PHIL 2320 Ethics in Public and Private Life 19SP (DL)
Term Paper Instructions
To Distance Learning Students:
Please read these instructions carefully and ask me if there is something you don’t
understand.The term paper is 33% of your final grade. Our
semester is quite short, so you should begin thinking of your topic now.
Due date: This will be posted under the Term Paper Instructions on Bb.
Submission: Your term paper should be submitted via Blackboard under Writing
Analysis and Term Paper.
Format of the document: The document must be saved as a Word document (.docx) or
in pdf., not, e.g., in Pages. If it is not submitted in a format that can be checked by
SafeAssign, it will not be read nor will it count.
Target audience: This is a formal paper for a general audience. More specifically, your
target audience is college students who are not in this course. This means the typical
college student who hasn’t had ethics should be able to understand and follow what you
are saying. You are not to write for me, or for other students in the class. You are also not
to reference the course, as in “When I was reading what you assigned us, I saw, etc.” You
will lose points if you do this.
Application of the Theories: Your paper must exhibit familiarity with what we study in
the course. A paper with no reference to Aristotle, Christian ethics, utilitarianism, natural
law, Kant, etc., will not pass. Even if there is superficial mention of the theories, unless
the theories play a substantive role in your paper, I will view it as not having satisfied this
requirement. Tip: Your ability to apply the course materials should be first and foremost
in your mind when choosing a topic, i.e., Can I relate my topic to the course materials? If
you don’t see an obvious way to do this, you should look for a different topic.
Wrong I’m interested in (x). I’ll write on that, and, oh yeah, I’ll just sprinkle in some of
the course material.
Right I thought of a great a topic that works really well with the course material. I’ll write
on that, and include (x), (y), and (z) from the course.
I. Choosing a Topic
There are two types of term paper, “practical ethics” and “theoretical ethics.”
A. Practical Ethics
Papers in practical ethics typically focus on issues such as whether a certain action or
practice is ethical, but it may also include consideration as to whether a certain action
should be illegal or restricted regardless of its morality, e.g., It is wrong to view
pornography, but it must be allowed under such and such circumstances. Examples
include the morality/legality of abortion, euthanasia, same-sex marriage, cloning,
marijuana decriminalization, “open borders,” or gambling.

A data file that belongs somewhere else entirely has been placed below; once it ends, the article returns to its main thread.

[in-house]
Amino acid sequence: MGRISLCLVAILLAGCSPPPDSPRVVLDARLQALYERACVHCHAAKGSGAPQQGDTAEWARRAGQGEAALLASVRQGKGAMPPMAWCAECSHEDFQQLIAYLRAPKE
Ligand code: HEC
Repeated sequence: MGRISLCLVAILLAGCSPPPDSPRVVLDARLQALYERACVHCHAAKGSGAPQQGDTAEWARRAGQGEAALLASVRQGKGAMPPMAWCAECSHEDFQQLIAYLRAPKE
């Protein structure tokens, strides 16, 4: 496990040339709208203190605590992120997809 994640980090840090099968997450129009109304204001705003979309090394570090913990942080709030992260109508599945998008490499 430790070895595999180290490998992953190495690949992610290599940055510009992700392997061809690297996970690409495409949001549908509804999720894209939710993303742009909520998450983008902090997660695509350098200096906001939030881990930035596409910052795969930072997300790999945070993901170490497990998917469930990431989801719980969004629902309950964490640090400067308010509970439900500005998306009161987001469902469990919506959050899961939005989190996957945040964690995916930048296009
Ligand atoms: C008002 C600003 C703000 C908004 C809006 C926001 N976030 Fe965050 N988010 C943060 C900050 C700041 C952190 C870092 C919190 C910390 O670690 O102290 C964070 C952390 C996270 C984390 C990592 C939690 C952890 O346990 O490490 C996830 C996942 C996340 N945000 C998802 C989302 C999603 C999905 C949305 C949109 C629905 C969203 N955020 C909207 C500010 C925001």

• If you are in Professional Studies, either Education, Allied Health, Business, or
Engineering, you may certainly consider writing on a topic within your major,
program, or field. However, you must examine the morality or ethics of a given
practice, whether it is right or wrong, and not whether it is merely legal, practical, or
beneficial. In other words, you must ask whether the practice is ethically permissible,
not whether it is more efficient, faster, simpler, or would cost less money.
• Students must be sensitive to the need for supporting data and studies. For example,
claims such as “Many women suffer post-abortion depression,” or “Children of samesex
parents fare just as well or better than children raised by their biological parents”
must be backed up by at least one peer-reviewed study, but also demonstrate
awareness of counterevidence. If you cite a study, but I know there are many other
studies that have different results, or question it, this can affect your grade.
B. Theoretical Ethics
Papers in theoretical ethics typically focus on more abstract questions such as the proper
basis for ethics, or whether purported general principles are truly ethical. Such topics
— Do we need God/religion/Christianity for ethics?
— The relationship of morality to law (“legislating morality”)
— Moral relativism vs. (moral) realism (Is ethics objectively true, or is it relative?)
— The nature of wisdom, character, or virtue
— Is Stoic wisdom truly wise?
— Whether freedom of the will is necessary to ethics
— Whether a given ethical theory “works” or is coherent
Theoretical ethics papers must have at least one (1) peer-reviewed external source as
either an argument, counterargument, or response to a counterargument.
II. Getting Started
Especially if you are writing a paper in practical ethics, read the Lesson Introductions and
Assignments for Lesson 5 (utilitarianism) and Lesson 6 (Kantian ethics). These deal with
modern moral theories that are relatively easy to apply to practical issues such as
euthanasia, same-sex marriage, or abortion.
II. Structure and Content of Your Paper
A. Thesis (the position you wish to defend)
This is not a topic, rather it’s the position you wish to defend.
Wrong: In the following essay, I will examine whether abortion is ethically
permissible. (This is a topic, not a thesis.)
Right: In the following essay, I will show that abortion is ethically permissible (or
impermissible). (A thesis is your position or stance.)
The exposition explains why your topic (the subject matter as opposed to your
thesis) is important. In addition, you must locate your topic/thesis within the
ethical and political divisions between Christendom (premodern or classical ethical
theories) and modern ethical theories. You should not merely summarize this
division, but demonstrate specifically how your topic/thesis reflects this division.
This part of your paper or outline should be at least 250 words in length. Your
sources should include material from the Introduction to Lesson 7, but may also